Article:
Guardian reporting goes far beyond what happens on the pitch. Support our investigative journalism today.

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This is a World Cup like no other. For the last 12 years the Guardian has been reporting on the issues surrounding Qatar 2022, from corruption and human rights abuses to the treatment of migrant workers and discriminatory laws. The best of our journalism is gathered on our dedicated Qatar: Beyond the Football home page for those who want to go deeper into the issues beyond the pitch.

Guardian reporting goes far beyond what happens on the pitch. Support our investigative journalism today.

Even so, England remain on top Group B on four points, one ahead of Iran and they remain firmly in the box seat to qualify for a knockout tie against either the Netherlands, Ecuador or Senegal.

“It wasn’t our best performance for sure,” admitted their captain, Harry Kane, afterwards. “We weren’t clinical. But overall we were playing a tough team, and we move on.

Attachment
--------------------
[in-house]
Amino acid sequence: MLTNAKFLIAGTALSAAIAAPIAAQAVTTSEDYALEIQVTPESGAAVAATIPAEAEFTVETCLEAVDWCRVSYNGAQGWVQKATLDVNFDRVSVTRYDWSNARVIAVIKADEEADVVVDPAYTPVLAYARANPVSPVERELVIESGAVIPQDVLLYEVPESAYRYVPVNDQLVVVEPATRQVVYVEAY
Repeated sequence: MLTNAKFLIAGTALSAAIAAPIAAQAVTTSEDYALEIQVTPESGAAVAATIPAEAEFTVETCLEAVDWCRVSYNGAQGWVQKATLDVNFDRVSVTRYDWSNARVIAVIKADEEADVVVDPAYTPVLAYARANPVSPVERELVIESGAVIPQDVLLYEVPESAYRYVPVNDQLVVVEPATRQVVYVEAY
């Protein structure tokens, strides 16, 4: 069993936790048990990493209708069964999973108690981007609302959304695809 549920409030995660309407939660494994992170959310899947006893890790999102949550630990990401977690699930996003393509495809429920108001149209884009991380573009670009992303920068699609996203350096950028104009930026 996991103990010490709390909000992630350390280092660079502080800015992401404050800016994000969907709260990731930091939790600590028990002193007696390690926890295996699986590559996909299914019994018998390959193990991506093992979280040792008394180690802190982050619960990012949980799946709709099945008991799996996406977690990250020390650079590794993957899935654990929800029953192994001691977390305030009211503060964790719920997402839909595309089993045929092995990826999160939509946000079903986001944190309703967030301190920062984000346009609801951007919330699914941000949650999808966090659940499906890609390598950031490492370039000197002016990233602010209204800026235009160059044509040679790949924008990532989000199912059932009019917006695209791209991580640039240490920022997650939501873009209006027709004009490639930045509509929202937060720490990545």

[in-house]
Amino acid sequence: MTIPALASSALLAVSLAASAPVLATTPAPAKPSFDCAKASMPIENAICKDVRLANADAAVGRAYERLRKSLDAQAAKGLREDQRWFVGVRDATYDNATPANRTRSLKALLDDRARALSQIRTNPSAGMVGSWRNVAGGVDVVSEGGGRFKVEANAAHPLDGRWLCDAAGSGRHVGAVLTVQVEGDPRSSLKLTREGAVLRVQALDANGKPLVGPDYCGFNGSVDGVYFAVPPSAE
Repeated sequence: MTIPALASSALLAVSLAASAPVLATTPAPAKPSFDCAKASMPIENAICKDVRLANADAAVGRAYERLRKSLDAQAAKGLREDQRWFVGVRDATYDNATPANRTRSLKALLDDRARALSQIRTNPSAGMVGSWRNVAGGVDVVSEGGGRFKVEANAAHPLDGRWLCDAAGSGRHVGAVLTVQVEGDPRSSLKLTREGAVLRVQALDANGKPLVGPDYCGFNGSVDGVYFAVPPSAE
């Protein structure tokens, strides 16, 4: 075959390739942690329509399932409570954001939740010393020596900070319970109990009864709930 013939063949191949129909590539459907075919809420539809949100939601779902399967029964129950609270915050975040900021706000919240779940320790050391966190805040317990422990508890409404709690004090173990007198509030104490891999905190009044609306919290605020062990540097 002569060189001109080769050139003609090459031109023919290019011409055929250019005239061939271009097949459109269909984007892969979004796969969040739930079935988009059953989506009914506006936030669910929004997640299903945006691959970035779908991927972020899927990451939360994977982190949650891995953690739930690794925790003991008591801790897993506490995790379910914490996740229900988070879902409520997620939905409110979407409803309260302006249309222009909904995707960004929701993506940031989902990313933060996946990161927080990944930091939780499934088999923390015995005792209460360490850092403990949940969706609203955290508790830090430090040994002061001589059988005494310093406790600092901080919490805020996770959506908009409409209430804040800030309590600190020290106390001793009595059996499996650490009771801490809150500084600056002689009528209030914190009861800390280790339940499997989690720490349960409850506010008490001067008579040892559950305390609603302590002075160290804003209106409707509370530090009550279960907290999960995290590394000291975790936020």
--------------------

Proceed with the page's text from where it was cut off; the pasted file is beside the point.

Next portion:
“It’s a draw at a World Cup. No game is easy. People thought after our first performance we would landslide every team, but that’s not the case. It leaves us in a really good position.”

England started brightly enough and had the best early chance when Kane’s shot was blocked by defender Walker Zimmerman. But the US team became increasingly assertive, with midfielder Weston McKennie shooting over from the penalty spot and the Chelsea forward Christian Pulisic hitting the bar.